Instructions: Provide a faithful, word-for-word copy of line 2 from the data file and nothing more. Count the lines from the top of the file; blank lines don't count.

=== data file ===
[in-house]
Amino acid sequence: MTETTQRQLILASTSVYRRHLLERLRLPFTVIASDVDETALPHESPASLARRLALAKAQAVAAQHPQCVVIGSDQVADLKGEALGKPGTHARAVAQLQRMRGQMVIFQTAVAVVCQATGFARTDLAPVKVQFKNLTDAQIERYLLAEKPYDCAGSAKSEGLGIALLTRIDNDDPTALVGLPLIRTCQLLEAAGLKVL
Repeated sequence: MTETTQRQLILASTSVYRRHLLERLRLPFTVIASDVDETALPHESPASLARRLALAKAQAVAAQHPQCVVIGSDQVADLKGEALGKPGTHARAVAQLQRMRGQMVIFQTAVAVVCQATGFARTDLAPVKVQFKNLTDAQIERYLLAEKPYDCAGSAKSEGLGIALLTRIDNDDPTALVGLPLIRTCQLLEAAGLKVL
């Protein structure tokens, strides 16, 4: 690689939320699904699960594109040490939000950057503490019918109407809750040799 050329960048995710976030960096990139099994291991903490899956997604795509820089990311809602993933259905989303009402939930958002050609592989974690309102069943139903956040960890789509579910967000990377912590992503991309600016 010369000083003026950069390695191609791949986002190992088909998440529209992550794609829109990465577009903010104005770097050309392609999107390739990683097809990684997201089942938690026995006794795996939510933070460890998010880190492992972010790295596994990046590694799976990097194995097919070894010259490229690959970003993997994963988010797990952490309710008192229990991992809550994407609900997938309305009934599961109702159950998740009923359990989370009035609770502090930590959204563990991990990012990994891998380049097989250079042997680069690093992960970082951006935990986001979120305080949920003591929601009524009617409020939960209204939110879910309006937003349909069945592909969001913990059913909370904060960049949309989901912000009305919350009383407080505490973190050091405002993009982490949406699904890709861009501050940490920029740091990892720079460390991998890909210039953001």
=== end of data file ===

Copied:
Amino acid sequence: MTETTQRQLILASTSVYRRHLLERLRLPFTVIASDVDETALPHESPASLARRLALAKAQAVAAQHPQCVVIGSDQVADLKGEALGKPGTHARAVAQLQRMRGQMVIFQTAVAVVCQATGFARTDLAPVKVQFKNLTDAQIERYLLAEKPYDCAGSAKSEGLGIALLTRIDNDDPTALVGLPLIRTCQLLEAAGLKVL